As a Portico teacher’s assistant, I have the rare opportunity to spend 50 minutes twice a week in a classroom packed with first-semester freshmen. When I’m not engaging in class conversations about John Locke or The Wealth of Nations, I’ve found myself reminiscing on my own freshman year. So much has changed in such a short amount of time. Back in my day, we had to wear masks to go to Portico!
Sometimes when I meet with my Portico freshmen (“Portikids,” if you will), I feel like an old witch clamoring about ye olde times. Back in my freshman year, no one could have more than two visitors in their room, and you prayed to evade being contact-traced for just one more week. Many feared the Pine Slammer (Pine Manor, which served as one of Boston College’s quarantine zones). Still, some things about freshman year never change.
When you’re a freshman, everything is new, everything is exciting, and everything is a little bit scary. The laundry room is overwhelming. Canvas is confusing. Distractions (and emails) are everywhere. Just ask freshman year me. I had plenty to say about all of it.
Recently reading through my old columns was like finding an old version of myself I almost forgot existed. I tend to think of myself as one singular person, sometimes ever-changing and sometimes staying exactly the same—like a thread unraveling forward into time. I felt nostalgic for a life I already lived when I read about my anxieties as a younger college student. The smell of Keyes North and the way the Newton bus would squeal around corners have become artifacts of a time I once knew.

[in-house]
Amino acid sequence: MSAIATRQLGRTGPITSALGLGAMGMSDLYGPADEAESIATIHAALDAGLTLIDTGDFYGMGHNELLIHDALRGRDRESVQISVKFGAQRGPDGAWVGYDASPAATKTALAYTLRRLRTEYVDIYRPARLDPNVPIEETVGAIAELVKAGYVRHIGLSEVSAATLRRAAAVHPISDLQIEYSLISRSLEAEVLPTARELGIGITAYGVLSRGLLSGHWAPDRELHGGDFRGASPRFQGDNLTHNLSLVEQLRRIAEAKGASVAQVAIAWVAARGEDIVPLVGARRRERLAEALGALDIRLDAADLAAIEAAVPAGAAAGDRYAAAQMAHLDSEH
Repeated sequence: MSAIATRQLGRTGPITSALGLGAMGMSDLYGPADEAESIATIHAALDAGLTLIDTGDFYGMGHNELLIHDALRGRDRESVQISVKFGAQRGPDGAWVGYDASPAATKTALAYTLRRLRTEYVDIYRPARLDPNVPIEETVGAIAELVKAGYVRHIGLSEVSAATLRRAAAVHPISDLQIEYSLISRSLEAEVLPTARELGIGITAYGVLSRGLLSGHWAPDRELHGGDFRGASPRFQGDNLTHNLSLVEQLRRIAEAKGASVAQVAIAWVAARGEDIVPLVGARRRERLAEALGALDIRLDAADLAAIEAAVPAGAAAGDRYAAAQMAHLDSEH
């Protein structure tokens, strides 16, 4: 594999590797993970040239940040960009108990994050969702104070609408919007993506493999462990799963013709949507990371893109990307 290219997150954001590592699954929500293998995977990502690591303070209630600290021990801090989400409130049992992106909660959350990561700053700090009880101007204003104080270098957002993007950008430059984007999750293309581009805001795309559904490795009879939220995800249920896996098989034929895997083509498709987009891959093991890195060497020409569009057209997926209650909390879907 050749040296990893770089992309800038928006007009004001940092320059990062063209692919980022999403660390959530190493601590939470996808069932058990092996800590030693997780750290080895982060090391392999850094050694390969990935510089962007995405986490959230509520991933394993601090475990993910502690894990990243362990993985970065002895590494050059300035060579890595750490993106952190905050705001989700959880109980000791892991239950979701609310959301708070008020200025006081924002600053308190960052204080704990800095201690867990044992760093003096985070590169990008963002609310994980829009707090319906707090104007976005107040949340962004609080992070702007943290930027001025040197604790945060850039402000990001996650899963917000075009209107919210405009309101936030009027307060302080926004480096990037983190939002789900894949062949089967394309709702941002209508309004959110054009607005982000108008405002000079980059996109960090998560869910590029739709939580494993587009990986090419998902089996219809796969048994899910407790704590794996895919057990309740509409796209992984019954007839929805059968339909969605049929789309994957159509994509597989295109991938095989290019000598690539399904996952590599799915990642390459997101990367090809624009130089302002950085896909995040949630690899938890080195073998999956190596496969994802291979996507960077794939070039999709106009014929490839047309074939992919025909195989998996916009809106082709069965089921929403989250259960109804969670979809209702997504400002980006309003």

And now, just as God and Time have intended, I am someone new. Someone shaped by that person but no longer completely defined by them. I’m still direct roommates with my freshman year roommate (Newton bonds never die), but neither of us are the same people we met that first day on campus. Sometimes it makes me sad, thinking about all the things that once were. I start to feel like that old witch again, clamoring about how it used to be, wishing it could be that way again.
If I let myself drift too far, though, I lose the opportunity to be grateful for the present. Sure, I might be an old witch sometimes, but that old witch loves to tailgate in the Mods, watch movies with her roommates, and bust a move at the Fenway bars. She loves to sing while doing the dishes and run around in an eagle onesie. She loves all the things her past self would have loved too, and she’s grown into a person her younger self would look up to.
It’s safe to say that I have mastered the communal laundry system, Canvas, and managing my distractions (kind of). Eventually, we conquer the fears of our past selves, and we develop new ones to take their place. But that’s not what I want to spend my time focusing on. Instead, I like to cherish the person I’ve grown up to be—a person who has classes to go to, friends to dance with, emails to answer, and columns to write. I have so much life unfolding out before me, waiting to be lived.
If I could travel back, as the person I am now, and give my freshmen year self a big hug, telling her everything was going to be okay, I would. I wish I could hand her this column and prove to her that things would work out. And I’d tell her to hold fast to the memories. But the only version of ourselves we get is the current one, so as I start my senior year, I can’t help but feel overwhelmingly grateful for all that is and all that will be.